As I write this review of the documentary film "River of Gold" the Amazon rainforest continues to burn. The fires of 2019 are reportedly human in origin. They were most likely set to clear the land for grazing of beef for U.S. markets and beyond, and raising soybeans as crops and corn for feed.
But losing tens of thousands of acres of the rainforest per day is not the only threat to the Amazon River, the rainforest as a whole, or the nine countries that share it and the tributaries and headwaters of the river. Illegal and unregulated gold mining that destroys the rainforest and pollutes rivers and groundwater with mercury is a threat that is also driven by markets and greed.
Not unlike conflict diamonds of Western Africa, Peruvian gold, however much it glitters, is tarnished from the outset. "With each tree cut down to mine gold," the narration recounts, "carbon dioxide is released into the air, adding to global warming."
"It takes approximately 250 tons of earth to mine enough gold for an average wedding band."
"River of Gold," narrated by Sissy Spacek and Herbie Hancock, opens with the story of the agouti, the only mammal of the rainforest strong enough to crack open Brazil nuts, leaving enough of the seed behind to assure the natural regrowth of trees. But these gigantic trees — home to numerous species of insect and small animal life in the Amazon rainforest — are being destroyed by new illegal mining operations for gold that have come into existence in the last 20 years.
Mining, through deforestation — digging great pits in the earth to haul the dirt for sluicing at the river — is destroying habitats and creating an imbalance in the fragile, interdependent relationship between the food and animals of the rainforest that has existed for millennia. Mining is also creating a public health problem for the local people due to mercury poisoning, as the metal does not break down and can remain in the rivers and ground water for centuries.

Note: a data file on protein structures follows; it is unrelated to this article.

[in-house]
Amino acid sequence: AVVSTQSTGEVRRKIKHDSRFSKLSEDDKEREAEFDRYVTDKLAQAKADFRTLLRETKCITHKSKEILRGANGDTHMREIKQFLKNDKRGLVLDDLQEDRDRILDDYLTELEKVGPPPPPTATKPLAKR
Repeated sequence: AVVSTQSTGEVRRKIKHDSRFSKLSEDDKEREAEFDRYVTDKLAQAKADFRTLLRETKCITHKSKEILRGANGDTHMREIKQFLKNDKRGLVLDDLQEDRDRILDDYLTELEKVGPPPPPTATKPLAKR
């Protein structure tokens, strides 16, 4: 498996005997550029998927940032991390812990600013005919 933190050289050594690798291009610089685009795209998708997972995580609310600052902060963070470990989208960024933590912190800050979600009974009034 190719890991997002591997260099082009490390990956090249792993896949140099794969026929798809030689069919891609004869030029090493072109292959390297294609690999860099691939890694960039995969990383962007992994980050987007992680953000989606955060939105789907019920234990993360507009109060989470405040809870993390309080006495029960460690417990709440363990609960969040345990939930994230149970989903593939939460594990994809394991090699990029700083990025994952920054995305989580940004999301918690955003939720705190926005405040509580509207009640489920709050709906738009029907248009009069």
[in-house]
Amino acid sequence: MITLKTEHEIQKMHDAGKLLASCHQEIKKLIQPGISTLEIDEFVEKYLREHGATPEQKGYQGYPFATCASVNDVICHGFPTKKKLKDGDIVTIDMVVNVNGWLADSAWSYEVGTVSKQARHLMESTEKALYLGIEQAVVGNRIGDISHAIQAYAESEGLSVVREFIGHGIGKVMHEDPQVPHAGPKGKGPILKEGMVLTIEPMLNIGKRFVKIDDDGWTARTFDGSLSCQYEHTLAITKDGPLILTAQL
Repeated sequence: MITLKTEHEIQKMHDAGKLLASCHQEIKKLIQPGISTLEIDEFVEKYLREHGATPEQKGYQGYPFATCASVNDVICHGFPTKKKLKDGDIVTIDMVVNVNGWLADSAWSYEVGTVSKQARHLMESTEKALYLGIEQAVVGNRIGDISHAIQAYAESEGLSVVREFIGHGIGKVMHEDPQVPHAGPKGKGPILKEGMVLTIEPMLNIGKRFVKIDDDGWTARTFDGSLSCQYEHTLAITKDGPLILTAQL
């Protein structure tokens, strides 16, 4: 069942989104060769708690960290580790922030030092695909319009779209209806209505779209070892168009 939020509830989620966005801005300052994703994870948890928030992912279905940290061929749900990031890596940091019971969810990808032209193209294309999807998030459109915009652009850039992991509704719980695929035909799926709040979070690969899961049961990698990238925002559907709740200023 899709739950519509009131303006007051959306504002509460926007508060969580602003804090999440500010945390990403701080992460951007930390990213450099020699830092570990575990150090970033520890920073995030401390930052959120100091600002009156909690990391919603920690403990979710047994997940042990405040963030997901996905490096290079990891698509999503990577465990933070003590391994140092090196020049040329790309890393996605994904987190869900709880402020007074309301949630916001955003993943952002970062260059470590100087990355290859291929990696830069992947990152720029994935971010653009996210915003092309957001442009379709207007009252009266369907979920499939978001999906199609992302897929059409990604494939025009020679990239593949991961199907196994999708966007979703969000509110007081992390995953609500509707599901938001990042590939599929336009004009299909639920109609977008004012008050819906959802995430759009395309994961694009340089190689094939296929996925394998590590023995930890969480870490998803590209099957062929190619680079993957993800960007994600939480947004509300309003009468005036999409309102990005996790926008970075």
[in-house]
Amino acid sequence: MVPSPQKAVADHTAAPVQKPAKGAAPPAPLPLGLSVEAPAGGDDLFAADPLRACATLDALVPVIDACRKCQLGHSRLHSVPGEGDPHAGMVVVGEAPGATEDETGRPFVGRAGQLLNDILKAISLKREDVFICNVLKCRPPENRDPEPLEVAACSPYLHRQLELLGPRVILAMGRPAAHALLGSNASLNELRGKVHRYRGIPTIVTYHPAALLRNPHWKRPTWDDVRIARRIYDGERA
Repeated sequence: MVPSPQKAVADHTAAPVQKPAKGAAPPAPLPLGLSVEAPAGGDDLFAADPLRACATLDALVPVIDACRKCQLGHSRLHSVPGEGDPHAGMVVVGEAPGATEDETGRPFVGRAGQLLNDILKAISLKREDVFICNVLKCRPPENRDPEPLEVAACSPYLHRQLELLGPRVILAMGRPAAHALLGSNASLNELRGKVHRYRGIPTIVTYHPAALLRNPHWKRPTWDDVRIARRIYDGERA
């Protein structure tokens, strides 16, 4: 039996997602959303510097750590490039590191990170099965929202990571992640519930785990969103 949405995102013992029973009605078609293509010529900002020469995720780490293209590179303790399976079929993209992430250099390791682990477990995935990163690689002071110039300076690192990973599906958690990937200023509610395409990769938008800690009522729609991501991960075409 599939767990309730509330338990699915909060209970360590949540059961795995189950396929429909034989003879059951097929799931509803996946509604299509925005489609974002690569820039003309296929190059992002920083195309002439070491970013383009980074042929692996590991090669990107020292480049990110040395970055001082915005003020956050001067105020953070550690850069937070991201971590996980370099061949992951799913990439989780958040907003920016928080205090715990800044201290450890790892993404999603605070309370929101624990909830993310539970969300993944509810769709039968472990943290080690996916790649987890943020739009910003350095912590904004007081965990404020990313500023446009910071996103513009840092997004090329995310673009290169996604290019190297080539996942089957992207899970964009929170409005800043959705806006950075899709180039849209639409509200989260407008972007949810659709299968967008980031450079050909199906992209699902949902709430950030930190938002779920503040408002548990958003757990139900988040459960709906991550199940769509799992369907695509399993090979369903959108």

A film crew, including co-directors and producers Sarah duPont and Reuben Aaronson, journeyed into the Madre de Dios region of southeastern Peru, bordering on Brazil, guided by Enrique Ortiz, a scientist turned activist and politician. They start with a macro look at the region, and then hone in on the deforested land, the abandoned mined-out pits, and flatbottom riverboats that can house entire families along with mining equipment. This equipment is used to process the soil for gold, add mercury to bind the gold, and then boil or burn away the mercury, leaving pure gold.
Today, gold sells at approximately $1,600 an ounce on the world market, though the young men and families mining the gold get little enough for their efforts. Many of the gold miners are working out of poverty, and are easily exploited by organized crime mafia and cartels.
Mercury poisoning leads to short lifespan, brain damage and low IQ, and damages the immune system. Indigenous children living in the forest are the most affected.
Making this film was a very risky project, as 90% of the gold mining in this region is illegal, run by organized crime and "the logging mafia." In one gold rush-like town, the film crew was escorted out. Workers move in for six months or a year to make some fast money, creating "smash and grab" towns.